Six Sigma is a data-driven approach for problem-solving. Six Sigma involves many mathematical and statistical concepts, such as the normal distribution curve. Lean Six Sigma courses cover the most important statistical concepts needed to solve problems according 6 sigma rules. Six Sigma principles are heavily based on understanding the normal distribution curve, as briefly explained in the free online Six Sigma courses. Let’s take a look at the normal distribution curve.
What is the normal distribution curve of data?
The mathematical concept of normal distribution, also known as Gaussian distribution, is sometimes called “Normal Distribution Curve” (or “Bell Curve”) and used to describe it. It is the shape created when a line is drawn using data points that correspond to the criteria of “Normal Distribution”.
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Natural phenomena follow a normal distribution curve
Many natural phenomena exhibit a pattern known as the ‘Normal Distribution Curve or ‘Bell Curve. The results of measuring the height of women around the world will look like a bell if you take the measurements. This pattern also applies to temperature. If you measured the average July day temperature in the US each year, the bell curve pattern would be apparent. You can also measure the heights of your coworkers at work or how long they take to brew a cup of tea. This will give you an approximate normal distribution curve.
The structure of a normal distributions curve
Let’s take a look at the structure and function of a normal distribution curve. The center is the point at which the most data points are found. It would also be the highest point of the arc. This point is also known as the average or mean of the normal distribution curve. Let’s take the example of height. There will be more women of average height than other heights, so the normal distribution curve will have the highest value for women worldwide.

The normal distribution curve’s mean, median, or mode.
In the case of normally distributed data, both the median (or the mode) will equal the mean. Let’s look at the difference between mode, median, and mean. The mean is the sum total of all data points divided by the number. The median is the average value if you add all the values, from the smallest to the largest. The mode, on the other hand, is the number that appears the most often in a collection of data points. Normal distributions will have the mean, median, and mode all being the same.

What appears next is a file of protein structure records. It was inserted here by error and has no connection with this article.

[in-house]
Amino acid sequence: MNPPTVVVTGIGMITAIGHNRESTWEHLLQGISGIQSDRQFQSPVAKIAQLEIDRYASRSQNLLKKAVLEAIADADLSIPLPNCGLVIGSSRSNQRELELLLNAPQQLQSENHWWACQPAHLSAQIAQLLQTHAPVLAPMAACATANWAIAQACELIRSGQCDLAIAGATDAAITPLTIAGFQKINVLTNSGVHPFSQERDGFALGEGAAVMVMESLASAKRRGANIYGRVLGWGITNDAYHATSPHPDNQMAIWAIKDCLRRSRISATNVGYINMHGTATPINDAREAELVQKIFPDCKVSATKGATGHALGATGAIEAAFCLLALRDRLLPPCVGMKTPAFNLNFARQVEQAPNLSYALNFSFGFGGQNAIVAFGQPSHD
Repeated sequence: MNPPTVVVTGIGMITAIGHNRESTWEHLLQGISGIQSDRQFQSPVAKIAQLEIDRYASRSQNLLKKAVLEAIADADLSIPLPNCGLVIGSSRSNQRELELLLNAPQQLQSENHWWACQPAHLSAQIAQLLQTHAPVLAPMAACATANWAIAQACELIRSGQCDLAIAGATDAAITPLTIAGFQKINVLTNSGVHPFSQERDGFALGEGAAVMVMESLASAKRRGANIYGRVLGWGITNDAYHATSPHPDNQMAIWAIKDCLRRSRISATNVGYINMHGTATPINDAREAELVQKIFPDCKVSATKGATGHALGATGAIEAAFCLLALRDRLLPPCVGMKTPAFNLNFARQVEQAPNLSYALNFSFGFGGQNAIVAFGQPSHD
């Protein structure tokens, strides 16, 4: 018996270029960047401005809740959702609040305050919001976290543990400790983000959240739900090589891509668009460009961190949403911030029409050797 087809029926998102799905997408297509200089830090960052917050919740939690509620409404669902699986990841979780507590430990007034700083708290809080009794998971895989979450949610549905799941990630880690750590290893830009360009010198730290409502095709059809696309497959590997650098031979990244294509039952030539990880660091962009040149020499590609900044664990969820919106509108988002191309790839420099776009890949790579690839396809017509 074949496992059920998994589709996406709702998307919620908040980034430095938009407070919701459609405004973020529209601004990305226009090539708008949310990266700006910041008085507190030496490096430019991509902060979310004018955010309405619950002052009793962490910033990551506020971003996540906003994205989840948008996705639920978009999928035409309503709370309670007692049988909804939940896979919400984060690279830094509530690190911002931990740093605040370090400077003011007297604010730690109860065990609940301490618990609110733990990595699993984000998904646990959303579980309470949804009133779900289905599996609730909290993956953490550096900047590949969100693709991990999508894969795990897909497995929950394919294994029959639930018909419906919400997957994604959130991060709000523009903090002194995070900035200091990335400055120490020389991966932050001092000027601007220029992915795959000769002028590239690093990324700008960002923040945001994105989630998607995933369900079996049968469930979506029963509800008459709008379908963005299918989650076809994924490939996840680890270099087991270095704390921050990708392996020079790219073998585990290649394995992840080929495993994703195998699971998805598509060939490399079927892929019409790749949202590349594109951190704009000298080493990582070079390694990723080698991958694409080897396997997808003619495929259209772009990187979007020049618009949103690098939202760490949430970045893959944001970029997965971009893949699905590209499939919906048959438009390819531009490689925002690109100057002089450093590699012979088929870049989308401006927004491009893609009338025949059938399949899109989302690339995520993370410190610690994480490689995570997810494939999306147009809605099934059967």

Outliers in a normal distribution
The normal distribution curve has a concentrated center and decreases on both sides. This is significant because the data tends to have fewer instances of unusually high values (outliers or special causes for variation (SCV) than other distributions. The curve flattens because there are few extreme numbers at either the lower or higher ends of the scale. This is what gives normal distribution curve its bell-like appearance.
Normal distributions in terms standard deviations and means
Let’s take a look at the normal distribution curve from a different angle. A curve graph is dependent on two factors: the mean and the standard deviation. Let’s review briefly the definition of standard deviation. The standard deviation measures how closely grouped or widely spaced data appear. It is one measure of dispersion. A standard normal distribution has an average of zero and a standard error of one. The center is identified by the mean, while the standard deviation determines height and width.
A large standard deviation, for example, creates a flat and wide-shaped bell. However, a small deviation can result in a smaller bell.